Dietitian Caroline Salisbury recently joined ABC Radio’s Adam Shirley to speak to two Australian nutgrowers. Learn more about growing nuts,…
Where are nuts grown?
Where are nuts grown?
Tree nuts are grown all over the world, and most types are grown here in Australia. Tree nuts have been grown in Australia for over 100 years, with productivity increasing. The only nuts that aren’t grown at all in Australia are Brazil nuts, as they need the rainforests of the Amazon to grow.
Almonds are grown in several regions in Australia, with five major growing regions: Adelaide and the Riverland (South Australia); Sunraysia (Victoria); Riverina (New South Wales); Swan Region (Western Australia). Almonds are also grown in the USA and Spain. Australia is the second largest producer of almonds in the world, behind California, USA.
Brazil nuts can only grow in South America, as they need the rainforests of the Amazon valley of Brazil, Peru and Bolivia to grow.
A native of Brazil, now grown in Vietnam, India, Africa and Brazil, with some small orchards in northern Queensland.
Australian chestnuts are grown principally in the southern states of Australia, including: Orange, Southern Tablelands, Blue Mountains and Batlow (New South Wales); Northern and Central Tasmania; North-east and Central, and East of Melbourne (Victoria); Adelaide Hills (South Australia); South-west (Western Australia). Around 70% of Australia’s production is located in the North East of Victoria.
Hazelnuts are not native to Australia, and commercial varieties in Australia are cultivars of the European hazelnut. Hazelnuts in Australia are largely imported from Turkey, the USA and Spain. Hazelnuts are grown in the temperate areas of south-eastern Australia. The main production regions are the Central Tablelands, near Orange, and Narrandera (New South Wales); and around Myrtleford, north-east Victoria. They are also grown in central and Eastern Victoria and increasingly in northern Tasmania. Small levels of production are also evident in South Australia and Western Australia.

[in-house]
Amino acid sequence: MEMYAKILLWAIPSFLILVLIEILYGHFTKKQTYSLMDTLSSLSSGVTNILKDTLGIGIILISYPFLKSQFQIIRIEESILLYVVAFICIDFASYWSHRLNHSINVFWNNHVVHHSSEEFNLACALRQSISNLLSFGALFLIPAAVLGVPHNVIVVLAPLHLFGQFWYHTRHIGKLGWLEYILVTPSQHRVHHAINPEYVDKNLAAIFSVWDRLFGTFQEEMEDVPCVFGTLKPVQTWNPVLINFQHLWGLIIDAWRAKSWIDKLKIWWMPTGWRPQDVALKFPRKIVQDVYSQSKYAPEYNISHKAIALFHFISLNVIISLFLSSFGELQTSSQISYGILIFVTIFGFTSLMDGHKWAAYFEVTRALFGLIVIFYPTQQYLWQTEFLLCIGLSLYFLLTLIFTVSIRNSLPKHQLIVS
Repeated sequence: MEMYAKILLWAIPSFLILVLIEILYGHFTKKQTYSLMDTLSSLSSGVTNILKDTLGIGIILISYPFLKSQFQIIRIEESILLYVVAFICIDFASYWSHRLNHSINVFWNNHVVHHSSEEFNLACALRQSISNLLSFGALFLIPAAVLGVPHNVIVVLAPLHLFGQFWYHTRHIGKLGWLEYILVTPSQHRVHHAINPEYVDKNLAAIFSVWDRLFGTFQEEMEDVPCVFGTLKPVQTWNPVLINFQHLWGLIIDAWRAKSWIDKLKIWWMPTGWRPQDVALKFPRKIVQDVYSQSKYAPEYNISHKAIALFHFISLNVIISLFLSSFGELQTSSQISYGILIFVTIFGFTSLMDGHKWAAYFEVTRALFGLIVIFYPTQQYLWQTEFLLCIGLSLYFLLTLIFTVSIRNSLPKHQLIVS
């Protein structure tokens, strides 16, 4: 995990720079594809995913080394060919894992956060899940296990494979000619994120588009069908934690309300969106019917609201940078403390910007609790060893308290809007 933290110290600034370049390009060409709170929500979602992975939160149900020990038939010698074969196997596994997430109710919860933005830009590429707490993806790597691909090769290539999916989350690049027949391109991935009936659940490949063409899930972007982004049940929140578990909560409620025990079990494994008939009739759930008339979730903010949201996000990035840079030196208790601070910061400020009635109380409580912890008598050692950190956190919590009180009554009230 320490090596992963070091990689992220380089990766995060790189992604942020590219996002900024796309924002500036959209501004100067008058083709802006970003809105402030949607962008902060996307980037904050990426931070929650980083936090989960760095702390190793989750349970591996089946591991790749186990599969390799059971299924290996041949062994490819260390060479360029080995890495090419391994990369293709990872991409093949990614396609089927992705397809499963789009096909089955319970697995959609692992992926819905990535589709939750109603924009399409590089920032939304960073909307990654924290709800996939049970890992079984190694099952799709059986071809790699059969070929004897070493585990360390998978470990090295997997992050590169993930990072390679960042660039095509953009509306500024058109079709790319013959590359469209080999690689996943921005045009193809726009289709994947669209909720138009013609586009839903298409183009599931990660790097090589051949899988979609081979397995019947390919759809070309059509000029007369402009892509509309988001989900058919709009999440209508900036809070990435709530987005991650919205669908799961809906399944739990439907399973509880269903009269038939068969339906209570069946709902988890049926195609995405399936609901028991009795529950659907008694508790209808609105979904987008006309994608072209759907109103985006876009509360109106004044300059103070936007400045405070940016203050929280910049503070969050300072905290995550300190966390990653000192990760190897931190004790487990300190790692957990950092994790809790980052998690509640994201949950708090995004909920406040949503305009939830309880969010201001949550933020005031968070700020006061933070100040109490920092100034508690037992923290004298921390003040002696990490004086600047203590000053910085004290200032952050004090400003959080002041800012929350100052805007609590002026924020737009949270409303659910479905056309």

Macadamias are Australia’s native nut and are grown along the eastern seaboard of New South Wales and Queensland, from Port Macquarie in the south to the Atherton Tablelands in the north.
Around half of the Australian crop is produced in NSW and half in Queensland. Macadamias are also grown in Hawaii (USA), South Africa, Kenya and Guatemala.
Well known as a native American nut, the majority of Australian pecans are grown in the Gwydir Valley, east of Moree in northern inland New South Wales. Smaller scale production extends from the Hunter Valley and Nelsons Bay on the NSW Central Coast to the Mid North Coast near Kempsey and the North Coast around Lismore. Orchards can also be found in Queensland at Mundubbera and Eidsvold in the south east in the Lockyer Valley and south to the NSW border. Smaller plantings also exist in South Australia and Western Australia. Pecans are also grown in the USA, Mexico and South Africa.
Most pine nuts in Australia are imported from Asia and the Mediterranean but there is a small orchard near Mt Hotham in Victoria.
The major pistachio production areas are along the Murray River Valley between Swan Hill in Victoria and Waikerie in South Australia. Further plantings are located in central west Victoria and Pinnaroo in South Australia. A central commercial processing facility is located in Robinvale in Victoria. Pistachios are also grown in the USA, Iran and Turkey.
A native of the northern hemisphere, major supplies to Australia come from California, USA and China, but they are also grown in Chile and Eastern Europe. Major production areas in Australia are on the east coast of Tasmania, the Goulburn Valley near Shepparton and the Murray Irrigation near Kerang and Swan Hill (Victoria); and the Riverina near Griffith and Leeton (NSW). Small scale orchards are scattered in the Ovens Valley, Gippsland and Central region of Victoria; Southern Highlands and Central Tablelands (NSW); the Adelaide Hills and Riverland regions (South Australia); and in the south west (Western Australia).
Published July 18, 2019